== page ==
Every songwriter has been in the unenviable position of loving a specific musical idea but not being able to take it anywhere. A dead-end idea can be as simple as a synth riff or as packed as an entire song. This situation happens when you come up with something you really like, but feel like it’s not going anywhere. When you’ve got a dead-end idea stirring around your brain and taking up room on your computer, do you pull the plug or forge ahead? The answer completely depends on your specific idea and goals. But if you’re leaning towards keeping your idea alive by giving it somewhere to go, these suggestions might help you make meaningful progress:
Experiment with radically changing your idea while maintaining as much of it as you can
To give your idea life and direction, you may need to experiment by changing it in huge ways while maintaining the parts of it you like as much as possible. This means major changes in tempo, rhythm, melodic contour, production, and lyrics potentially. Remember, you can always go back to where you started with your idea if you have it recorded, so it’s crucial not to be precious in this process. Ask questions, experiment, and change what you need to unlock a path forward. Doing this might lead to completely new ideas that were even better than your original idea. If this happens, don’t be disappointed. There’s never a single path towards making great music, so keep an open mind. By tweaking your idea to the point that it sounds completely different, you might be able to forge a new creative path you couldn’t have found by sticking with your original idea.
Try changing the before or after context of the idea
It’s frustrating when we stumble upon ideas that are musically disjointed. It could be an idea for a chorus that comes out of the middle of nowhere, or parts of a song that you like that don’t fit with the rest of the music. In these situations, your best bet is to either write or revamp the context of the idea. If you love the chorus but are iffy on the verse, experiment with writing new verses or a bridge. Or, you can start with the chorus at the beginning of your song and open your mind up to where it could go next. By completely changing the context in which you hear your idea, you can unearth different musical directions to take. To do this, you’ll need to keep an open mind and embrace the idea of changing your ideas in order to give them direction and purpose. It’s not always easy to do this, especially if you really like the idea you were working with. But if you’ve accepted the fact that you’re stuck, you need to either give the idea up or make it workable with your music.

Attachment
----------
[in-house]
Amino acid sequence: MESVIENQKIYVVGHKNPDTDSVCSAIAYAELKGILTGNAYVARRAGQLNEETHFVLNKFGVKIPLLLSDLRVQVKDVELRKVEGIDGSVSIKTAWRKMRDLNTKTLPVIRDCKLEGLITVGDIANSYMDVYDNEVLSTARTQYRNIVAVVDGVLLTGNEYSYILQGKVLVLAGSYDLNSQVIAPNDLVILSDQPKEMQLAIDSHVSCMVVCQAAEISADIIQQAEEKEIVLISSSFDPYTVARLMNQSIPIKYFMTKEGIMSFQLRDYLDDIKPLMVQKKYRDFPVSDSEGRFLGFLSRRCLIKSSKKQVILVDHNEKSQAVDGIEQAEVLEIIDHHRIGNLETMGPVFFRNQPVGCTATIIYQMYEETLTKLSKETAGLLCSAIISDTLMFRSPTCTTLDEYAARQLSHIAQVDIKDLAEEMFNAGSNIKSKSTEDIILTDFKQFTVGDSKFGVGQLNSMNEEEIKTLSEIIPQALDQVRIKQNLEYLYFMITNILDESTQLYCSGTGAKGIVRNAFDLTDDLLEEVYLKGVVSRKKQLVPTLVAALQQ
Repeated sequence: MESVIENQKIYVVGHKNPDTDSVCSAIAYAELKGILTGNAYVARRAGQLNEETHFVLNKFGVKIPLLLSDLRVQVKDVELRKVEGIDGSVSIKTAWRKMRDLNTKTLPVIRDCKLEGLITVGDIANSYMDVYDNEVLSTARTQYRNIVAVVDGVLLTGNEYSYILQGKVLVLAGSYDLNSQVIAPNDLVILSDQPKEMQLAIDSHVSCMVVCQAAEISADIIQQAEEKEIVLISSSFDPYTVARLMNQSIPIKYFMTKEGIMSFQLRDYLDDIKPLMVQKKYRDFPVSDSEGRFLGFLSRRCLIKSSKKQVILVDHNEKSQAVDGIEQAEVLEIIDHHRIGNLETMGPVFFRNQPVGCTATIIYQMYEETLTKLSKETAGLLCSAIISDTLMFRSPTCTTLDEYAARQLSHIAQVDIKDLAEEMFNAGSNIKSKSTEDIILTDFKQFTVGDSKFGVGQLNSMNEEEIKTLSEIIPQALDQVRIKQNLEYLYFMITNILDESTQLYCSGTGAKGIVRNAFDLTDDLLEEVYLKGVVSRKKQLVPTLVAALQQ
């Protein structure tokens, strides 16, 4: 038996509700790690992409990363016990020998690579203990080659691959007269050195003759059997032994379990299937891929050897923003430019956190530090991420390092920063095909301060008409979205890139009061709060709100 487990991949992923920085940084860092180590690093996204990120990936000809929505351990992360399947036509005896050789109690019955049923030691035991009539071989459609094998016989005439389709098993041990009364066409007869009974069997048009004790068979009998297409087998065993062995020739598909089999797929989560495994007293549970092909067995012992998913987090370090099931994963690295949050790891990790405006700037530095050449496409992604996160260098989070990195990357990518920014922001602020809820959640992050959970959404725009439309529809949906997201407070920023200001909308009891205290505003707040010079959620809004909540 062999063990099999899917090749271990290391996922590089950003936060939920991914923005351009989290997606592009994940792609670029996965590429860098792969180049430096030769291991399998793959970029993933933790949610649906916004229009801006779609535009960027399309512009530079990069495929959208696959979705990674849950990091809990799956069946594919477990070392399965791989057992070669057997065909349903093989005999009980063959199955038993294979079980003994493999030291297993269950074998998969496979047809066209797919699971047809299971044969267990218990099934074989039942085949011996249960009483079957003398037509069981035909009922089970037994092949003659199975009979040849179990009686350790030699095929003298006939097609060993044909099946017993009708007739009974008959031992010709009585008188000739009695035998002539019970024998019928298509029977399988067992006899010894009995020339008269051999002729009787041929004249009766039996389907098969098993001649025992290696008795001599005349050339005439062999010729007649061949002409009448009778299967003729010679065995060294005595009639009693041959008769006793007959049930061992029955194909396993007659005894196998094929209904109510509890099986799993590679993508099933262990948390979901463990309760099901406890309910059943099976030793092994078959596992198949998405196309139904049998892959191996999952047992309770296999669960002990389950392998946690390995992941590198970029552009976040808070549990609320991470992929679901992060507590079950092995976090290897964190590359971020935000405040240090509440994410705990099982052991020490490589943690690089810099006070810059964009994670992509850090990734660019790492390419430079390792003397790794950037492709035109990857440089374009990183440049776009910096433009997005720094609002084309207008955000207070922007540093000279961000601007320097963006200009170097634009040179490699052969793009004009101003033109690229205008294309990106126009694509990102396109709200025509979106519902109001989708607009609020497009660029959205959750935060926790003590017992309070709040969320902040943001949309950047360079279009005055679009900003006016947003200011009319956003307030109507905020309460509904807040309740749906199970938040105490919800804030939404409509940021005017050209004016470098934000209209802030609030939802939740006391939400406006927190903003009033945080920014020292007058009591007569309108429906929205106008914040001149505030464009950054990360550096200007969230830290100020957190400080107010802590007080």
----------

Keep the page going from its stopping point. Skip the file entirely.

Keep looping it until a way forward reveals itself
If you feel like you’re on the edge of a musical breakthrough but just can’t get there, this exercise will help. Loop your idea over and over again whether it’s with a band or you sitting alone with your instrument. If you can, record the idea on your computer, loop it, and start experimenting. Note that this works best with specific rhythms, melodies, and chord progressions. Over time, new directions, nuances, and textures will start to reveal themselves. By leaning into these and using your intuition, you’ll be able to find a path forward. Note that doing this for a couple of minutes probably won’t work. You might need to experiment with your idea for hours in order to move it forward. This means that if you’re not super into your idea, don’t waste the time.
Not being able to finish a musical idea is one of the most frustrating parts about being a songwriter. The harsh truth is that you could try each suggestion here and still get nowhere. If this happens, try not to be too disappointed. It’s just one of the many unpleasant and unavoidable parts of being creative. Ideas come and go, and while some aren’t destined to become finished pieces of music, others are.
Patrick McGuire is a writer, musician, and human man. He lives nowhere in particular, creates music under the name Straight White Teeth, and has a great affinity for dogs and putting his hands in his pockets.